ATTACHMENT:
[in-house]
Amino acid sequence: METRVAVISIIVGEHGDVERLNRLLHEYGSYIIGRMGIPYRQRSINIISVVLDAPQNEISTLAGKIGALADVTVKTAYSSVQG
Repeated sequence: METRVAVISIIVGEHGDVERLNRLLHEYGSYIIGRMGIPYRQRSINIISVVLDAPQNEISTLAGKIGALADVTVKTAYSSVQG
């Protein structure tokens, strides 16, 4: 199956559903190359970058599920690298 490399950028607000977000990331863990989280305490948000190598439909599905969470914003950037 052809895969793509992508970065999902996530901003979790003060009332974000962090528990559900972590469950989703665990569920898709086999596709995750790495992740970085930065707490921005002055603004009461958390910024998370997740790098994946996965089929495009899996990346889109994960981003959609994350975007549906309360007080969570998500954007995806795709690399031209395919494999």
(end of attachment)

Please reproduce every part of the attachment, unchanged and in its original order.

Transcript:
[in-house]
Amino acid sequence: METRVAVISIIVGEHGDVERLNRLLHEYGSYIIGRMGIPYRQRSINIISVVLDAPQNEISTLAGKIGALADVTVKTAYSSVQG
Repeated sequence: METRVAVISIIVGEHGDVERLNRLLHEYGSYIIGRMGIPYRQRSINIISVVLDAPQNEISTLAGKIGALADVTVKTAYSSVQG
């Protein structure tokens, strides 16, 4: 199956559903190359970058599920690298 490399950028607000977000990331863990989280305490948000190598439909599905969470914003950037 052809895969793509992508970065999902996530901003979790003060009332974000962090528990559900972590469950989703665990569920898709086999596709995750790495992740970085930065707490921005002055603004009461958390910024998370997740790098994946996965089929495009899996990346889109994960981003959609994350975007549906309360007080969570998500954007995806795709690399031209395919494999």